News Corp invests in “digital renaissance” but warns turmoil not over

News Corp chief executive Rupert Murdoch has stressed the importance of the new generation of electronic and mobile devices to future revenues in the annual report from the media group.


Murdoch, who has just unveiled The Daily, a news product for the US iPad, says: “We see tremendous opportunity in all of the new devices, e-readers and smartphones coming to market, because they will allow consumers to access our news, sports and entertainment. The latest Wall Street Journal and Times apps, for example, have been early successes – attracting leading advertisers.

“All of our newspaper brands around the world are collaborating on iPad, e-reader and other mobile device offerings.”

He stresses that News Corp is dedicated to creating new revenue models “to ensure fair payment for our journalism” and adds: “At News Corporation, we are focused on working with other leaders in the publishing and technology fields to re-imagine the entire news and publishing industry. Our long-term goal is to harness the power of technology and today’s devices to advance the consumer media experience in totally new ways.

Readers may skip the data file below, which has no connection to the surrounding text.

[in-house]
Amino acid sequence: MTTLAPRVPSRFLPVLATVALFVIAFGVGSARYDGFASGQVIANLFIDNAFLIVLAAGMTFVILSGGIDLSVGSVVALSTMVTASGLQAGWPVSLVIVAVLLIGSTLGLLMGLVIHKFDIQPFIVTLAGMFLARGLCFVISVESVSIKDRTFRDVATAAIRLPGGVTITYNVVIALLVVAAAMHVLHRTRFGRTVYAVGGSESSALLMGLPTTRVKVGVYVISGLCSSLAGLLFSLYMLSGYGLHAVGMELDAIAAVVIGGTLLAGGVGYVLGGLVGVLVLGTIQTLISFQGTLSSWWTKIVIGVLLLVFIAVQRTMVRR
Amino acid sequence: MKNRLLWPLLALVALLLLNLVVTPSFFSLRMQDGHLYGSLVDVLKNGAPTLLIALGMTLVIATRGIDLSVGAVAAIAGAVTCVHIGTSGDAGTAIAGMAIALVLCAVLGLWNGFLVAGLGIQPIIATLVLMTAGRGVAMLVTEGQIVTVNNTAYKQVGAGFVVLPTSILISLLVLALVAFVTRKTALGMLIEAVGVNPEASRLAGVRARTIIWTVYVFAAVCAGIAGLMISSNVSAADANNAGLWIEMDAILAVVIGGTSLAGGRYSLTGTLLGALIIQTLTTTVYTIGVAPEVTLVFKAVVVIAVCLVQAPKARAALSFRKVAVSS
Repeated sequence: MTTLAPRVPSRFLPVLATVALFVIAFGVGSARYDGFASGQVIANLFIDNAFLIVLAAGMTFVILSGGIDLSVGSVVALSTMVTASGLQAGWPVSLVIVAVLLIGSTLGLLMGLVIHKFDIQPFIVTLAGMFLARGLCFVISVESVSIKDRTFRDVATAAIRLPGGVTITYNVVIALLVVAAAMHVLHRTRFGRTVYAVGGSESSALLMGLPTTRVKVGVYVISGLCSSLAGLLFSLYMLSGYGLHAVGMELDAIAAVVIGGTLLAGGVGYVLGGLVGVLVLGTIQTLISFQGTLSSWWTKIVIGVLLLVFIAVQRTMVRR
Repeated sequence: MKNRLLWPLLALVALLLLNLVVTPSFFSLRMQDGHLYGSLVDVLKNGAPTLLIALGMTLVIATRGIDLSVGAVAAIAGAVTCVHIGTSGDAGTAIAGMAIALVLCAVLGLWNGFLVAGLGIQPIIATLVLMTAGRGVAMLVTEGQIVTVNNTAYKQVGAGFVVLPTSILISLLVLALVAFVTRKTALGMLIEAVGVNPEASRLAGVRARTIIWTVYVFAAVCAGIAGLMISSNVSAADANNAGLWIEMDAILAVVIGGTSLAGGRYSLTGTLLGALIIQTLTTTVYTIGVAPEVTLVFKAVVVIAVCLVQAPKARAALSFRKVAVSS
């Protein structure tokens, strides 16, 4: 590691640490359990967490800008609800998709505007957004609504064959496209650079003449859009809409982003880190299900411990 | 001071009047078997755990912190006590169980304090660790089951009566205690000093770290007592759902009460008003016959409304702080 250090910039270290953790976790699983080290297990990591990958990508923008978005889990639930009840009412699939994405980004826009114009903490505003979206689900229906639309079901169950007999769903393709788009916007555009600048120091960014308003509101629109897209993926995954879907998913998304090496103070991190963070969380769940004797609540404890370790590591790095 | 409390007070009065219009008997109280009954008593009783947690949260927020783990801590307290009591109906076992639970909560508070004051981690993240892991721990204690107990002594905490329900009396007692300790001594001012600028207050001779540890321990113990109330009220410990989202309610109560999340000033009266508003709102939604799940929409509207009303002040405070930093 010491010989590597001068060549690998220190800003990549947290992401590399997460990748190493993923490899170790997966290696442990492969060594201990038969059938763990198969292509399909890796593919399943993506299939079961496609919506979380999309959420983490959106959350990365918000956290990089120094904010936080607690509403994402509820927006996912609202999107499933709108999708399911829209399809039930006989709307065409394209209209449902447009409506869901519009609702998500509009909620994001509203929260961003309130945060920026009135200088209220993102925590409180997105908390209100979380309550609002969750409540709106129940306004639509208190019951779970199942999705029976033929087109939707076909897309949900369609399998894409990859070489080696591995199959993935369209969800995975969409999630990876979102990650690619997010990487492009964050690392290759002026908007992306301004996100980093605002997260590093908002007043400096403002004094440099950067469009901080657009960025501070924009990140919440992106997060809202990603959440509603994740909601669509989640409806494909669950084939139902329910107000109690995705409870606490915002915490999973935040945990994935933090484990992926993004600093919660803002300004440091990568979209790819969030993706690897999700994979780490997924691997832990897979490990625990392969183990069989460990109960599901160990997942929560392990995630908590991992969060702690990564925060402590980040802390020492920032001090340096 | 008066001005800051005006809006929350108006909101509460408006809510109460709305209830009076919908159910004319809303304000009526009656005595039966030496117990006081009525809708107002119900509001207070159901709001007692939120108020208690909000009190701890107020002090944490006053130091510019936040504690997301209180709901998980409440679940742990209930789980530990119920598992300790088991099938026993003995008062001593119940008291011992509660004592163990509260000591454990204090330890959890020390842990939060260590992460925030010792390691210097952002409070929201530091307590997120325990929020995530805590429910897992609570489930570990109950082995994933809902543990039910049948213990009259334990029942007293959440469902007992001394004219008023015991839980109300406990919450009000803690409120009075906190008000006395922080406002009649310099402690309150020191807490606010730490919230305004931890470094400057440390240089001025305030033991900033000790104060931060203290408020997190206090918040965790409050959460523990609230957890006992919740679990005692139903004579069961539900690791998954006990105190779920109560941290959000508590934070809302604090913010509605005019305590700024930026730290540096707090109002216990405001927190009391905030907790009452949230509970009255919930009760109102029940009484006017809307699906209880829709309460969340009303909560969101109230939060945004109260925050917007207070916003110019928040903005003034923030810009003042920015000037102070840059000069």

News Corp owns the Fox cable network, STAR India satellite operation, Twentieth Century Fox film studios, publisher Harper Collins and numerous newspaper operations along with a stake in BSkyB.

Full-year revenues in 2010 rose 8 percent to $32.8 bn (£20.1 bn) and net income for the full year was $2.5 billion (£1.53bn).

The company says that its revenue growth was spurred by a “noticeable turnaround in world advertising toward the end of calendar 2009 … not only in our local TV markets in the U.S., but across our worldwide newspaper properties.” and highlights that The Sun newspaper delivered its highest year ever in advertising revenues in 2010.

He adds that the company is well positioned “fiscally, operationally and strategically – for further growth across all of our markets” but does warn that the “turmoil” is not over yet and says “Sovereign debt pressures, soaring deficits and unacceptable U.S. unemployment levels are key obstacles to the global economic recovery. Others may see more positive signs, but I believe until these issues are addressed, markets, governments, currencies and consumer behavior will be unpredictable.”

The organisation is keen to buy the 61% of Sky that it does not own and is waiting to see if its bid is to be referred to the Competition Commission.

It has also signalled that a sell off of its social media operation MySpace is under consideration.

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